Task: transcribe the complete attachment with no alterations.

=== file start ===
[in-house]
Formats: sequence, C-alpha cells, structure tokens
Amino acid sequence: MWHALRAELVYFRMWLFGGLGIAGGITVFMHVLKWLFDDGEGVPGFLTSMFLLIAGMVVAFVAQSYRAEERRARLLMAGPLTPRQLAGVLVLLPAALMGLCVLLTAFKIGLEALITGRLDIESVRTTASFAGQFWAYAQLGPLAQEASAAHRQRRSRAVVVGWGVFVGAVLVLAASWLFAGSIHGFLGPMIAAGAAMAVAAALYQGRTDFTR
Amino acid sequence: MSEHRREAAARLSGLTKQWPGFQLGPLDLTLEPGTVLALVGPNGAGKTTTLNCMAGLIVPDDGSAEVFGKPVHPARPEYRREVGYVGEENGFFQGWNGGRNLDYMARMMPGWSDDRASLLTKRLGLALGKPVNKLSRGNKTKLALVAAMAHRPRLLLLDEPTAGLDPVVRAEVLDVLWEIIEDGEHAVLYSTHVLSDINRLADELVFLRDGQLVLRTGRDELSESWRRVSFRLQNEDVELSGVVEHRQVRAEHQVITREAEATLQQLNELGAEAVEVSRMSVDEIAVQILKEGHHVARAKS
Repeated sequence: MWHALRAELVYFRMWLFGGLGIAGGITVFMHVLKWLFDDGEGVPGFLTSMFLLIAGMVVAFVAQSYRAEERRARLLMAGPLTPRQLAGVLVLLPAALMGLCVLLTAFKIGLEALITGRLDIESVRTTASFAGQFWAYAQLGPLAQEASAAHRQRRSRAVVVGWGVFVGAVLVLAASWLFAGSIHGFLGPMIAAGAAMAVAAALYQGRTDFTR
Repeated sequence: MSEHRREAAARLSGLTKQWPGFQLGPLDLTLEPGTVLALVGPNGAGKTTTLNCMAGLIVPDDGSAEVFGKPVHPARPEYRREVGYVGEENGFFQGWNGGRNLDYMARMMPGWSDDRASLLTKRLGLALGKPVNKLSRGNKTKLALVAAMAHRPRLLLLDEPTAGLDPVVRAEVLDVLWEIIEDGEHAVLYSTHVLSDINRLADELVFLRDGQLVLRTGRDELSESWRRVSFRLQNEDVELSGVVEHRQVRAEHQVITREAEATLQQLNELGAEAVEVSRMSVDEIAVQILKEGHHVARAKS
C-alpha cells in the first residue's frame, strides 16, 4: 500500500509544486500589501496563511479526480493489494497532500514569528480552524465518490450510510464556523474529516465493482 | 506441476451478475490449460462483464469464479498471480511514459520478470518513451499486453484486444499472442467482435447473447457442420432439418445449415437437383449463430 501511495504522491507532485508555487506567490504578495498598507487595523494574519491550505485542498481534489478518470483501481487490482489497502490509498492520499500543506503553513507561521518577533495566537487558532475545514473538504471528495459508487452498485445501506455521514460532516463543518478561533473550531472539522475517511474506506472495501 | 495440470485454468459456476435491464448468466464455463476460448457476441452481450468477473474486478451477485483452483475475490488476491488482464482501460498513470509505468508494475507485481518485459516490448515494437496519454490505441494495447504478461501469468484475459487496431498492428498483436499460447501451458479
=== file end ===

[in-house]
Formats: sequence, C-alpha cells, structure tokens
Amino acid sequence: MWHALRAELVYFRMWLFGGLGIAGGITVFMHVLKWLFDDGEGVPGFLTSMFLLIAGMVVAFVAQSYRAEERRARLLMAGPLTPRQLAGVLVLLPAALMGLCVLLTAFKIGLEALITGRLDIESVRTTASFAGQFWAYAQLGPLAQEASAAHRQRRSRAVVVGWGVFVGAVLVLAASWLFAGSIHGFLGPMIAAGAAMAVAAALYQGRTDFTR
Amino acid sequence: MSEHRREAAARLSGLTKQWPGFQLGPLDLTLEPGTVLALVGPNGAGKTTTLNCMAGLIVPDDGSAEVFGKPVHPARPEYRREVGYVGEENGFFQGWNGGRNLDYMARMMPGWSDDRASLLTKRLGLALGKPVNKLSRGNKTKLALVAAMAHRPRLLLLDEPTAGLDPVVRAEVLDVLWEIIEDGEHAVLYSTHVLSDINRLADELVFLRDGQLVLRTGRDELSESWRRVSFRLQNEDVELSGVVEHRQVRAEHQVITREAEATLQQLNELGAEAVEVSRMSVDEIAVQILKEGHHVARAKS
Repeated sequence: MWHALRAELVYFRMWLFGGLGIAGGITVFMHVLKWLFDDGEGVPGFLTSMFLLIAGMVVAFVAQSYRAEERRARLLMAGPLTPRQLAGVLVLLPAALMGLCVLLTAFKIGLEALITGRLDIESVRTTASFAGQFWAYAQLGPLAQEASAAHRQRRSRAVVVGWGVFVGAVLVLAASWLFAGSIHGFLGPMIAAGAAMAVAAALYQGRTDFTR
Repeated sequence: MSEHRREAAARLSGLTKQWPGFQLGPLDLTLEPGTVLALVGPNGAGKTTTLNCMAGLIVPDDGSAEVFGKPVHPARPEYRREVGYVGEENGFFQGWNGGRNLDYMARMMPGWSDDRASLLTKRLGLALGKPVNKLSRGNKTKLALVAAMAHRPRLLLLDEPTAGLDPVVRAEVLDVLWEIIEDGEHAVLYSTHVLSDINRLADELVFLRDGQLVLRTGRDELSESWRRVSFRLQNEDVELSGVVEHRQVRAEHQVITREAEATLQQLNELGAEAVEVSRMSVDEIAVQILKEGHHVARAKS
C-alpha cells in the first residue's frame, strides 16, 4: 500500500509544486500589501496563511479526480493489494497532500514569528480552524465518490450510510464556523474529516465493482 | 506441476451478475490449460462483464469464479498471480511514459520478470518513451499486453484486444499472442467482435447473447457442420432439418445449415437437383449463430 501511495504522491507532485508555487506567490504578495498598507487595523494574519491550505485542498481534489478518470483501481487490482489497502490509498492520499500543506503553513507561521518577533495566537487558532475545514473538504471528495459508487452498485445501506455521514460532516463543518478561533473550531472539522475517511474506506472495501 | 495440470485454468459456476435491464448468466464455463476460448457476441452481450468477473474486478451477485483452483475475490488476491488482464482501460498513470509505468508494475507485481518485459516490448515494437496519454490505441494495447504478461501469468484475459487496431498492428498483436499460447501451458479